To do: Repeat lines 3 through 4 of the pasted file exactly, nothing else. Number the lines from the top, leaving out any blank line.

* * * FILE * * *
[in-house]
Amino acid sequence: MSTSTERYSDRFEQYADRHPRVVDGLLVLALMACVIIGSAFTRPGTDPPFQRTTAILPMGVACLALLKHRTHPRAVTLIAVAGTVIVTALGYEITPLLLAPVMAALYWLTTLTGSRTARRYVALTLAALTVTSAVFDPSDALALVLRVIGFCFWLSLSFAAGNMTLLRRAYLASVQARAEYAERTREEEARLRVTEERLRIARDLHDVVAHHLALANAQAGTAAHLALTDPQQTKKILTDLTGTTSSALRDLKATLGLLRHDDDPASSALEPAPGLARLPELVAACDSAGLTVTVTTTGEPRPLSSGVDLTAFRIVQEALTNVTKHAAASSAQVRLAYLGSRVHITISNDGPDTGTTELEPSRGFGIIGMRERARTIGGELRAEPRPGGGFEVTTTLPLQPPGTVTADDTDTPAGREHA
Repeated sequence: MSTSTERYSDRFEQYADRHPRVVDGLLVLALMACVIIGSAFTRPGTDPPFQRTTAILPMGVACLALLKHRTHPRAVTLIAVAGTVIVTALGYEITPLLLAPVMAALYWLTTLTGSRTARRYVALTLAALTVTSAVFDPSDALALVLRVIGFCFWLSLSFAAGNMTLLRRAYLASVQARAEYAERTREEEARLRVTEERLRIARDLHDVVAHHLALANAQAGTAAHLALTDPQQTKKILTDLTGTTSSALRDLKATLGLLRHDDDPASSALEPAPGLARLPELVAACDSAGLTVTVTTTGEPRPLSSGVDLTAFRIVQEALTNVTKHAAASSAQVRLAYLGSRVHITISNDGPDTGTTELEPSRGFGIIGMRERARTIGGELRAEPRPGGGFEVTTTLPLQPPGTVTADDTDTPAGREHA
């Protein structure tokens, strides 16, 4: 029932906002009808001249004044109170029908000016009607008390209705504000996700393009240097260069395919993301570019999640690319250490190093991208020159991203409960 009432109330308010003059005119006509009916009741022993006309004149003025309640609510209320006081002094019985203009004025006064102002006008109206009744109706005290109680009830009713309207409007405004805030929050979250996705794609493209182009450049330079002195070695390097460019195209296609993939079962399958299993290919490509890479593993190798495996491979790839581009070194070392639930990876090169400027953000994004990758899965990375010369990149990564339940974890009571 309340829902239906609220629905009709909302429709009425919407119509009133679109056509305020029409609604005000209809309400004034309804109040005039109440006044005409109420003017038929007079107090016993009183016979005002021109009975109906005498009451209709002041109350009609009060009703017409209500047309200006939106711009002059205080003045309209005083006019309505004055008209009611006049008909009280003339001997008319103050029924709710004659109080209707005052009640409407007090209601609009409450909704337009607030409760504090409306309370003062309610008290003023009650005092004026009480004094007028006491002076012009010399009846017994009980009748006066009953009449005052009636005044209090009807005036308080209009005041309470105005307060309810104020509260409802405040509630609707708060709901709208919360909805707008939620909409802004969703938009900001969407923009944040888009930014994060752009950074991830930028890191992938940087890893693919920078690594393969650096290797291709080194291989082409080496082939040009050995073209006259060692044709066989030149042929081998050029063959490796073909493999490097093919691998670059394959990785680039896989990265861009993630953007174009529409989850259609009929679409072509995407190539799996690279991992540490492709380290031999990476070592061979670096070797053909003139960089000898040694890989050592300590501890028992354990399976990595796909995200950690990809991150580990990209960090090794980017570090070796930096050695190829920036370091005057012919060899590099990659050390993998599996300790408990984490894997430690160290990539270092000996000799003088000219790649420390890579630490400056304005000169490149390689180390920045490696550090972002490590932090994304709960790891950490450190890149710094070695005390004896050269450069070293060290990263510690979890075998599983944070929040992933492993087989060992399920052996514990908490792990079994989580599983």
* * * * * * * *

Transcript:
Repeated sequence: MSTSTERYSDRFEQYADRHPRVVDGLLVLALMACVIIGSAFTRPGTDPPFQRTTAILPMGVACLALLKHRTHPRAVTLIAVAGTVIVTALGYEITPLLLAPVMAALYWLTTLTGSRTARRYVALTLAALTVTSAVFDPSDALALVLRVIGFCFWLSLSFAAGNMTLLRRAYLASVQARAEYAERTREEEARLRVTEERLRIARDLHDVVAHHLALANAQAGTAAHLALTDPQQTKKILTDLTGTTSSALRDLKATLGLLRHDDDPASSALEPAPGLARLPELVAACDSAGLTVTVTTTGEPRPLSSGVDLTAFRIVQEALTNVTKHAAASSAQVRLAYLGSRVHITISNDGPDTGTTELEPSRGFGIIGMRERARTIGGELRAEPRPGGGFEVTTTLPLQPPGTVTADDTDTPAGREHA
């Protein structure tokens, strides 16, 4: 029932906002009808001249004044109170029908000016009607008390209705504000996700393009240097260069395919993301570019999640690319250490190093991208020159991203409960 009432109330308010003059005119006509009916009741022993006309004149003025309640609510209320006081002094019985203009004025006064102002006008109206009744109706005290109680009830009713309207409007405004805030929050979250996705794609493209182009450049330079002195070695390097460019195209296609993939079962399958299993290919490509890479593993190798495996491979790839581009070194070392639930990876090169400027953000994004990758899965990375010369990149990564339940974890009571 309340829902239906609220629905009709909302429709009425919407119509009133679109056509305020029409609604005000209809309400004034309804109040005039109440006044005409109420003017038929007079107090016993009183016979005002021109009975109906005498009451209709002041109350009609009060009703017409209500047309200006939106711009002059205080003045309209005083006019309505004055008209009611006049008909009280003339001997008319103050029924709710004659109080209707005052009640409407007090209601609009409450909704337009607030409760504090409306309370003062309610008290003023009650005092004026009480004094007028006491002076012009010399009846017994009980009748006066009953009449005052009636005044209090009807005036308080209009005041309470105005307060309810104020509260409802405040509630609707708060709901709208919360909805707008939620909409802004969703938009900001969407923009944040888009930014994060752009950074991830930028890191992938940087890893693919920078690594393969650096290797291709080194291989082409080496082939040009050995073209006259060692044709066989030149042929081998050029063959490796073909493999490097093919691998670059394959990785680039896989990265861009993630953007174009529409989850259609009929679409072509995407190539799996690279991992540490492709380290031999990476070592061979670096070797053909003139960089000898040694890989050592300590501890028992354990399976990595796909995200950690990809991150580990990209960090090794980017570090070796930096050695190829920036370091005057012919060899590099990659050390993998599996300790408990984490894997430690160290990539270092000996000799003088000219790649420390890579630490400056304005000169490149390689180390920045490696550090972002490590932090994304709960790891950490450190890149710094070695005390004896050269450069070293060290990263510690979890075998599983944070929040992933492993087989060992399920052996514990908490792990079994989580599983």